Dave Jones
Dave Jones Jul 19, 2022 11:15AM ET
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what's moving markets? vanguard basically.
Tre Hsi
Tre Hsi Jul 19, 2022 10:28AM ET
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"The French government said earlier it will pay some $10 billion to buy out the free shareholders of Electricite de France"  -- the French govt already own like 85% of EDF, so I am not sure why it needs to pay $10 billion to acquire the remaining 15%?
David Oldham
David Oldham Jul 19, 2022 10:28AM ET
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In western democracies generally speaking the government cannot take property without compensation.  Minority shareholders have rights for their holdings THAT THEY PAID FOR!
Dave Jones
Dave Jones Jul 19, 2022 9:11AM ET
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if you exclude energy and food then there's not a lot of living possible to call it the cost of living.
Matt Kay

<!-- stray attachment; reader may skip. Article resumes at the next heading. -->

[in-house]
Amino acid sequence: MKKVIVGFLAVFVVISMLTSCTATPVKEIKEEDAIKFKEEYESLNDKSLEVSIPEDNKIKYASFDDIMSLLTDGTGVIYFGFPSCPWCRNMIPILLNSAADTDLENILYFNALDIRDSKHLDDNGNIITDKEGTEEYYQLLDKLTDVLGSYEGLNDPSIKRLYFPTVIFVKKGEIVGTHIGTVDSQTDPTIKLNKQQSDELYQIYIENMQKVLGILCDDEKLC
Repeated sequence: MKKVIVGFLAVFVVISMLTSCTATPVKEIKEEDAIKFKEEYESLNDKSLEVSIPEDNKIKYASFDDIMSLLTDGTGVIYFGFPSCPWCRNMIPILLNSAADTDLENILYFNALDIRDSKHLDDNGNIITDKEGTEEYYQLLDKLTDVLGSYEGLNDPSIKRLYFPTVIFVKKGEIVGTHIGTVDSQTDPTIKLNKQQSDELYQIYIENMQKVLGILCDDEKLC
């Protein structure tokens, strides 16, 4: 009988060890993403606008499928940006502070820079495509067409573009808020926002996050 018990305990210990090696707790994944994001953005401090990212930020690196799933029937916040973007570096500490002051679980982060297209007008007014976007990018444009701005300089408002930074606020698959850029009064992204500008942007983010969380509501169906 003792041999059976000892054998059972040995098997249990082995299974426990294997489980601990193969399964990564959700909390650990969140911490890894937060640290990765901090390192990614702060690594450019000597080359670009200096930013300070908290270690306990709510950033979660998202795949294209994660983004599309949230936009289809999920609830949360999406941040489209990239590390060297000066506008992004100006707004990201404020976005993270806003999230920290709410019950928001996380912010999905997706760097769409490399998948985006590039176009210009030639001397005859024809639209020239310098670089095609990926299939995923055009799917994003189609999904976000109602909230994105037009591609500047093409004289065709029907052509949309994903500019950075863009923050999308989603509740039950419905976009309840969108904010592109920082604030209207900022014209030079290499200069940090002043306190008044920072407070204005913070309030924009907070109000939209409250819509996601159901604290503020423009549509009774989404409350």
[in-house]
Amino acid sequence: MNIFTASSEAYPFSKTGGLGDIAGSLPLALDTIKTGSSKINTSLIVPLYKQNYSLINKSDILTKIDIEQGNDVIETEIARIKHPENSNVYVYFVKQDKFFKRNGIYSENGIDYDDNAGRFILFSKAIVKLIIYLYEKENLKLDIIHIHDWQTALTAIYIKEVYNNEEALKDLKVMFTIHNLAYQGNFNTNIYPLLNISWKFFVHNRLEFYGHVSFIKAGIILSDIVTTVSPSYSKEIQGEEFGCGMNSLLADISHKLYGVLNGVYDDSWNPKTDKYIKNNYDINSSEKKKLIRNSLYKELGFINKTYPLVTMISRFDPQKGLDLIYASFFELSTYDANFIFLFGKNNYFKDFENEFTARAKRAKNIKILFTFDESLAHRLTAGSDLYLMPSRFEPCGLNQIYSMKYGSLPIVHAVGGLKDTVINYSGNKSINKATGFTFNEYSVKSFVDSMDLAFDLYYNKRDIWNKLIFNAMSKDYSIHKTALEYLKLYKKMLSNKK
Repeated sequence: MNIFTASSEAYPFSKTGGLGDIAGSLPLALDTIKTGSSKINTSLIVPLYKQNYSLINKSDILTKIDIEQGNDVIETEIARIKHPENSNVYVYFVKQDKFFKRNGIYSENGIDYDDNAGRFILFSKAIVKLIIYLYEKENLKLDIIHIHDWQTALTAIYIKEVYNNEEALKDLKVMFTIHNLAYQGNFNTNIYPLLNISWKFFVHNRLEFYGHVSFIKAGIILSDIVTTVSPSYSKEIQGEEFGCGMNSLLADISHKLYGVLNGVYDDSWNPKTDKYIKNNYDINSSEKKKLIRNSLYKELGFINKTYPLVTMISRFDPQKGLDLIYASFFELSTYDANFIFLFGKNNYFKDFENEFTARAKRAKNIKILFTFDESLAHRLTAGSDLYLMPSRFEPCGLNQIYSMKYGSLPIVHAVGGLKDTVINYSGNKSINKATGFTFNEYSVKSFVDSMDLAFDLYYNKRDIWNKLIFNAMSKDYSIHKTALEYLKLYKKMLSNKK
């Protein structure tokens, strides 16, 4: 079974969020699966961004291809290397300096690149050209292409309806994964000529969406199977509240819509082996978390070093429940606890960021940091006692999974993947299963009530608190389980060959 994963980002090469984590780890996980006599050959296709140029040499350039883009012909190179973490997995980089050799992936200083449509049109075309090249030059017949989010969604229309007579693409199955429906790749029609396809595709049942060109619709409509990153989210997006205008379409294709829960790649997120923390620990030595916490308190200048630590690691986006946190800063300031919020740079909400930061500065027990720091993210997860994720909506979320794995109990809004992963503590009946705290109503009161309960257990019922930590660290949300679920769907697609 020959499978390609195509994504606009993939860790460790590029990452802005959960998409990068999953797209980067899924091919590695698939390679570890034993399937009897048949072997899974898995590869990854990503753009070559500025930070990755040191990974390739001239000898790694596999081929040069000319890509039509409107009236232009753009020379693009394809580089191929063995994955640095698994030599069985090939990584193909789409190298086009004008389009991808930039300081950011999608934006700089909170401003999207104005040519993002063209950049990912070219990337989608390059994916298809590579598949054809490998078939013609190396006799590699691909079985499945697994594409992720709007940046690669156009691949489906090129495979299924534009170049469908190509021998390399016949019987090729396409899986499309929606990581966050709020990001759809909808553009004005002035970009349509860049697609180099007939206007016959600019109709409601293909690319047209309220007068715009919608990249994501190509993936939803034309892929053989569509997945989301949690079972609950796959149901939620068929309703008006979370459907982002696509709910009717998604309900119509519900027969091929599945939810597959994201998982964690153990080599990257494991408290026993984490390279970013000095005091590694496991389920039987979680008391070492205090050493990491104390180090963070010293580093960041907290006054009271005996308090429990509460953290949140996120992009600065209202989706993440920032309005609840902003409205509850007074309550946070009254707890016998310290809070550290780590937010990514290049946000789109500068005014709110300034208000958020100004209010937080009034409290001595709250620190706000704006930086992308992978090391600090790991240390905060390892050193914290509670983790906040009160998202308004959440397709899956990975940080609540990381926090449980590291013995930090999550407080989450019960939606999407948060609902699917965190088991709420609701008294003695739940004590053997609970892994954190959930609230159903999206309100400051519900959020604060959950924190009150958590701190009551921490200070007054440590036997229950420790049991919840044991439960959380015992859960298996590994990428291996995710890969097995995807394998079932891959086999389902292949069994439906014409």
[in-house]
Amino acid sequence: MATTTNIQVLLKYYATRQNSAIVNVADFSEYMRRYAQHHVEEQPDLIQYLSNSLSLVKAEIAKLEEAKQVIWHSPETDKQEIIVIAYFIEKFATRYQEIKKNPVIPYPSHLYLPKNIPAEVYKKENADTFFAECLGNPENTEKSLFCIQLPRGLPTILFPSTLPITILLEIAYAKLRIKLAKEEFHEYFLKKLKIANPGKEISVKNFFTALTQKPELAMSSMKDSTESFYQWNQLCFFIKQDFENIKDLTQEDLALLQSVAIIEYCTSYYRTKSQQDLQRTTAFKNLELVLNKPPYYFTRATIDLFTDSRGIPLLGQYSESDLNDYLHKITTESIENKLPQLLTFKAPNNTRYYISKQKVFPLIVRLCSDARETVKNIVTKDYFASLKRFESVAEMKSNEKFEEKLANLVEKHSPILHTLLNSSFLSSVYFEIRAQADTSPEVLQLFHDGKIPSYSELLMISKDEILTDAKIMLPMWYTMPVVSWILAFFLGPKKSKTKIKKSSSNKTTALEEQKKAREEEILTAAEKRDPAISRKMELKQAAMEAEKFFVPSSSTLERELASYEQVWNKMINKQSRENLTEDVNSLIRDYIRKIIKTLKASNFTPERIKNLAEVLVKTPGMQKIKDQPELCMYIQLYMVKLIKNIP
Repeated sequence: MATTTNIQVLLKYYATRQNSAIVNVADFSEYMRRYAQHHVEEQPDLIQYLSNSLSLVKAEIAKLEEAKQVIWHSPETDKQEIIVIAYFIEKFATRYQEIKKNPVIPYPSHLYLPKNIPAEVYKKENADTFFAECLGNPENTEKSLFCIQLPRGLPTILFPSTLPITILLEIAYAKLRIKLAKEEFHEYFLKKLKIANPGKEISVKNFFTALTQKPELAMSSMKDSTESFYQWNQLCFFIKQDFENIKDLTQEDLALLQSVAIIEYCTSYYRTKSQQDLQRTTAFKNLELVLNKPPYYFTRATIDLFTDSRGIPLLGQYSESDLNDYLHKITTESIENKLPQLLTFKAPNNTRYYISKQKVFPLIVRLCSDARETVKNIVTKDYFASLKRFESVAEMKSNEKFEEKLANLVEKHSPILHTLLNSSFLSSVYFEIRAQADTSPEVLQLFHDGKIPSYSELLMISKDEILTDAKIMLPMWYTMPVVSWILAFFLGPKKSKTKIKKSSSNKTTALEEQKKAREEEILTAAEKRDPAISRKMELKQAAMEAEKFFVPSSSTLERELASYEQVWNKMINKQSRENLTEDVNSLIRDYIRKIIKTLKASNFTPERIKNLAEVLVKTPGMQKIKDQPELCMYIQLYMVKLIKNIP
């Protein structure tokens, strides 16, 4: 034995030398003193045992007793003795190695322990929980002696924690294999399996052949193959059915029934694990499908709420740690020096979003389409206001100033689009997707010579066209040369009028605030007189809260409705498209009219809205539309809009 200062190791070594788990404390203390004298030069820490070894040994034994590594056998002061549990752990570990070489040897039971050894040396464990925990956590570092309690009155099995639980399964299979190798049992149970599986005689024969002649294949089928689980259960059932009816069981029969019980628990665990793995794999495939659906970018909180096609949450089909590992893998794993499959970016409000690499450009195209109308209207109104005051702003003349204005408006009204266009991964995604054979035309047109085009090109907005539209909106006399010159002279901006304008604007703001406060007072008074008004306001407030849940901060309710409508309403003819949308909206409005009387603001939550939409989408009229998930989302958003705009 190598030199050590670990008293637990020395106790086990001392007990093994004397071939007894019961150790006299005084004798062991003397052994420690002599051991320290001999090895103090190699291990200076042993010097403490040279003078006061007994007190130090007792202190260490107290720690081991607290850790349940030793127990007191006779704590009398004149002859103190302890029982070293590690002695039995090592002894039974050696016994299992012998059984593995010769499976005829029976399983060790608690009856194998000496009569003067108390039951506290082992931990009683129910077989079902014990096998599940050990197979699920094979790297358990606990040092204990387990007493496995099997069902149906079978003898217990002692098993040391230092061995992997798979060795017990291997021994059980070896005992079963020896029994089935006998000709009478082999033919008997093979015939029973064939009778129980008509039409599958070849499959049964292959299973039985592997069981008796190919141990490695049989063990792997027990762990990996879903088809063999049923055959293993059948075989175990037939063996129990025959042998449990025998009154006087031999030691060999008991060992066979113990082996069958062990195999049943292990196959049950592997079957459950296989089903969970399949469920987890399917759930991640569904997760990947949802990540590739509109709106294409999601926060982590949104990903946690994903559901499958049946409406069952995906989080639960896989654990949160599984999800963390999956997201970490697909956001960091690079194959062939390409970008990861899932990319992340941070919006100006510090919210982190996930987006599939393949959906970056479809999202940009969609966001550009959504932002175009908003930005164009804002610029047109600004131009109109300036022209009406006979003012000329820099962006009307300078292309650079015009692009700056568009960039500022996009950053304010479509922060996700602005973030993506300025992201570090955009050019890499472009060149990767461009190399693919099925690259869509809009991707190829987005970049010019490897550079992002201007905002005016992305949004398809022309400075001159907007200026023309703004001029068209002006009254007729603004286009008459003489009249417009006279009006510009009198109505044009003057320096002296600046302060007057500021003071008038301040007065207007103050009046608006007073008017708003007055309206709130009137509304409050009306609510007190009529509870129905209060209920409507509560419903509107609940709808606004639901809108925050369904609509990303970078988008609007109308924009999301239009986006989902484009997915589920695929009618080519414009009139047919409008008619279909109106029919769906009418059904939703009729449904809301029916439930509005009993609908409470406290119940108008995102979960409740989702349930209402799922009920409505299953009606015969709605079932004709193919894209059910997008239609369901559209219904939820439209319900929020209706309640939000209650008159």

Matt Kay Jul 19, 2022 9:11AM ET
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allow me to add housing to your list
Jack Peterson
Jack Peterson Jul 19, 2022 8:04AM ET
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The ECB has no choice but to raise rates more than .50, if they don’t we will continue to see a decline in the Euro and that my friends is what it is all about. Without raising rates the EU will begin to fall apart Britain was smart to leave the EU, keep calm and carry on… circle the wagons and get YOUR own house in financial order. There are headwinds approaching.. Good Luck Everyone
Tre Hsi
Tre Hsi Jul 19, 2022 8:04AM ET
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"Britain was smart to leave the EU"  -- is it?  the inflation in UK is no better, Bank of England would have to raise rates the same as ECB
David Oldham
David Oldham Jul 19, 2022 8:04AM ET
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Tre Hsi  because inflation is the only metric in being part of the EU (sarc)....you're a sad person